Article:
Given that ISIS and other terrorist organizations have proven adept at using social media to disseminate propaganda and incite fear, it seems obvious that platforms like Facebook and Twitter would aggressively and mercilessly delete such content and ban those who post it.
It may seem equally obvious that those companies would move quickly to do just that when presidential candidates appear to call for them to help out and as US Representative Joe Barton asks the Federal Communications Commission, “Isn’t there something we can do under existing law to shut those Internet sites down?” But it’s not that simple, and social media platforms have grappled with the issue in some ways since at least the days when Al Qaeda affiliates started uploading videos to YouTube.
The problem lies in the global nature of social media, the reliance upon self-policing by users to identify objectionable content, and the fact that many of those banned simply open a new account and continue posting their hatred. A blanket policy of banning anything that might be seen as inciting violence also could lead to questions of censorship, because one person’s hateful propaganda could be another’s free speech. That’s not to say companies like Facebook and Twitter aren’t taking this seriously and trying to draw a distinction between the two. But it’s not as simple as you might think.
‘No Place for Terrorists’
Facebook says any profile, page, or group related to a terrorist organization is shut down and any content celebrating terrorism is removed. “There is no place for terrorists on Facebook,” says Facebook spokesman Andrew Souvall. “We work aggressively to ensure that we do not have terrorists or terror groups using the site, and we also remove any content that praises or supports terrorism.”
It seems to broadly work. Facebook has deleted posts and blocked accounts in such a way that ISIS-related newsletters, videos, and photos don’t seem to crop up as much as elsewhere on the web, says Steve Stalinsky, executive director of Middle East Media Research. “Of all the companies, they’re the leader and the best at removing content,” he says.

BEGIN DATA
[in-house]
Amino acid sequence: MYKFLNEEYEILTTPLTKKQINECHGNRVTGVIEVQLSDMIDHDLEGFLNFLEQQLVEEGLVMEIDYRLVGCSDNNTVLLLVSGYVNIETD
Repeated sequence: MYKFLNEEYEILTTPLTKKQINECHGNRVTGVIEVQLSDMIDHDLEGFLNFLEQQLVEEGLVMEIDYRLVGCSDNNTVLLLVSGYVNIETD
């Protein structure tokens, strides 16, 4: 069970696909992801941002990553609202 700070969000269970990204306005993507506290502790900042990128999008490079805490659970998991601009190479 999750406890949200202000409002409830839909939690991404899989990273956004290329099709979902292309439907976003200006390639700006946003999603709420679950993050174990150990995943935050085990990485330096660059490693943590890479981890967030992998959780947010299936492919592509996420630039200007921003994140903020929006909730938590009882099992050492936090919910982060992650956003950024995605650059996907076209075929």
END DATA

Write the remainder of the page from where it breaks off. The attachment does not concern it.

In the past few years, the use of Twitter, on the other hand, has grown. ISIS supporters embraced the platform in the latter part of the last decade, Stalinsky says, when old-school web forums regulated by moderators remained popular among Al Qaeda members. According to research from the Brookings Institute, ISIS supporters used some 46,000 Twitter accounts between September and December 2014, though not all were active at the same time.
Until last fall, Twitter had largely taken a more detached stance on ISIS-related content. It began taking a more aggressive approach after videos and images of journalist James Foley’s beheading spread on social media. Brookings Institute researcher J.M. Berger says the increase in suspensions of Twitter accounts seen in recent months has had a measurable effect. While an active social network typically grows over time, Berger says that the suspensions on Twitter have helped to keep the size of the network “roughly flat.” Moreover, users whose accounts are repeatedly suspended come back with new accounts with fewer followers.